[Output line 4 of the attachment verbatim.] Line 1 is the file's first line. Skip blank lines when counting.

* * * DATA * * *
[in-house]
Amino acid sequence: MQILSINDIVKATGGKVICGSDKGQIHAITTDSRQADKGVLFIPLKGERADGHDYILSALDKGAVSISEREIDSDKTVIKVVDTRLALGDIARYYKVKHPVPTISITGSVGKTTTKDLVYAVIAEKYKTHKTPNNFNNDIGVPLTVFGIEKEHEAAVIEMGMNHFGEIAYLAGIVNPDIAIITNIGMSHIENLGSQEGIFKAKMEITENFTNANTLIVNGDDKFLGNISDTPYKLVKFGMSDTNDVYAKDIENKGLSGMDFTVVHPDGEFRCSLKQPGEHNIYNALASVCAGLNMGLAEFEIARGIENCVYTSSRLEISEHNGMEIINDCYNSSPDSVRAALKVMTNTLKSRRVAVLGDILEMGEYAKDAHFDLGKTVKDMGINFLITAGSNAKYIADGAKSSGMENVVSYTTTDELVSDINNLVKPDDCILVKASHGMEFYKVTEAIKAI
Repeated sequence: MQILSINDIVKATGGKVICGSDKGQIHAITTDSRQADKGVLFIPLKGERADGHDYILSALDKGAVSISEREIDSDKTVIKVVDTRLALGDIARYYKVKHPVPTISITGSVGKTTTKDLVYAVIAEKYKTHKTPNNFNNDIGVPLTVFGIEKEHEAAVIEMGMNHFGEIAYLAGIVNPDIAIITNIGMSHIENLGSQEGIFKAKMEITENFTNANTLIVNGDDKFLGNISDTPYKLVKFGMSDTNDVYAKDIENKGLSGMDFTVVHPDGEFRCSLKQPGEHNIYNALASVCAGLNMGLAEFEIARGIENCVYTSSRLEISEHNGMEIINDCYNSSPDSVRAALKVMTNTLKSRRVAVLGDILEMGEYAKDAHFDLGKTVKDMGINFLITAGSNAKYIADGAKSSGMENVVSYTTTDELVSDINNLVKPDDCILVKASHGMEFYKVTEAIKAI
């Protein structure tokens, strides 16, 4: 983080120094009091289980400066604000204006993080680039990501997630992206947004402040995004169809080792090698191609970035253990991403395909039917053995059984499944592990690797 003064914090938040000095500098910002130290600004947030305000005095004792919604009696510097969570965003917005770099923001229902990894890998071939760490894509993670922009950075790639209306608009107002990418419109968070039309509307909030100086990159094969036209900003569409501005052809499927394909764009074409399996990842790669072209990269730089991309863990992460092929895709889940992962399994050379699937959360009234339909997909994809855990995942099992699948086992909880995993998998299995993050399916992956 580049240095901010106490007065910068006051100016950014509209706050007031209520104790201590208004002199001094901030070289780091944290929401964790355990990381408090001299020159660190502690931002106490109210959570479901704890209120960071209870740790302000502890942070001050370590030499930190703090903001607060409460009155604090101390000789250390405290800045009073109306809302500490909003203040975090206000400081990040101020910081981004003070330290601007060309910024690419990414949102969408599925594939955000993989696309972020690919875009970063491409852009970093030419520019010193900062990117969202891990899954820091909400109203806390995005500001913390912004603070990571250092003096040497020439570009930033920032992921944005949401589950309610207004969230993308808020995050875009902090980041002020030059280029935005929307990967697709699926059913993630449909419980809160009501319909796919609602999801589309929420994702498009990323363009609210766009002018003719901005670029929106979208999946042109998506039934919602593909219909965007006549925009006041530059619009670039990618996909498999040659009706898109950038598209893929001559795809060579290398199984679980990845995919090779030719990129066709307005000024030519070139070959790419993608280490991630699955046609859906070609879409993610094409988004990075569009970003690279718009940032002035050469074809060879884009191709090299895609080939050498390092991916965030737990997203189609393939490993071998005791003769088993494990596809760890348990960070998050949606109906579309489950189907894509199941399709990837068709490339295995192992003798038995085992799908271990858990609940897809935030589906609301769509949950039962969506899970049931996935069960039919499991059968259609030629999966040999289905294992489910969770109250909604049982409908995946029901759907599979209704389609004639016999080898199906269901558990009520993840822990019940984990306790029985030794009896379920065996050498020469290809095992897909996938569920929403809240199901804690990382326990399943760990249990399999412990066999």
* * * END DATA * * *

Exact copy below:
């Protein structure tokens, strides 16, 4: 983080120094009091289980400066604000204006993080680039990501997630992206947004402040995004169809080792090698191609970035253990991403395909039917053995059984499944592990690797 003064914090938040000095500098910002130290600004947030305000005095004792919604009696510097969570965003917005770099923001229902990894890998071939760490894509993670922009950075790639209306608009107002990418419109968070039309509307909030100086990159094969036209900003569409501005052809499927394909764009074409399996990842790669072209990269730089991309863990992460092929895709889940992962399994050379699937959360009234339909997909994809855990995942099992699948086992909880995993998998299995993050399916992956 580049240095901010106490007065910068006051100016950014509209706050007031209520104790201590208004002199001094901030070289780091944290929401964790355990990381408090001299020159660190502690931002106490109210959570479901704890209120960071209870740790302000502890942070001050370590030499930190703090903001607060409460009155604090101390000789250390405290800045009073109306809302500490909003203040975090206000400081990040101020910081981004003070330290601007060309910024690419990414949102969408599925594939955000993989696309972020690919875009970063491409852009970093030419520019010193900062990117969202891990899954820091909400109203806390995005500001913390912004603070990571250092003096040497020439570009930033920032992921944005949401589950309610207004969230993308808020995050875009902090980041002020030059280029935005929307990967697709699926059913993630449909419980809160009501319909796919609602999801589309929420994702498009990323363009609210766009002018003719901005670029929106979208999946042109998506039934919602593909219909965007006549925009006041530059619009670039990618996909498999040659009706898109950038598209893929001559795809060579290398199984679980990845995919090779030719990129066709307005000024030519070139070959790419993608280490991630699955046609859906070609879409993610094409988004990075569009970003690279718009940032002035050469074809060879884009191709090299895609080939050498390092991916965030737990997203189609393939490993071998005791003769088993494990596809760890348990960070998050949606109906579309489950189907894509199941399709990837068709490339295995192992003798038995085992799908271990858990609940897809935030589906609301769509949950039962969506899970049931996935069960039919499991059968259609030629999966040999289905294992489910969770109250909604049982409908995946029901759907599979209704389609004639016999080898199906269901558990009520993840822990019940984990306790029985030794009896379920065996050498020469290809095992897909996938569920929403809240199901804690990382326990399943760990249990399999412990066999």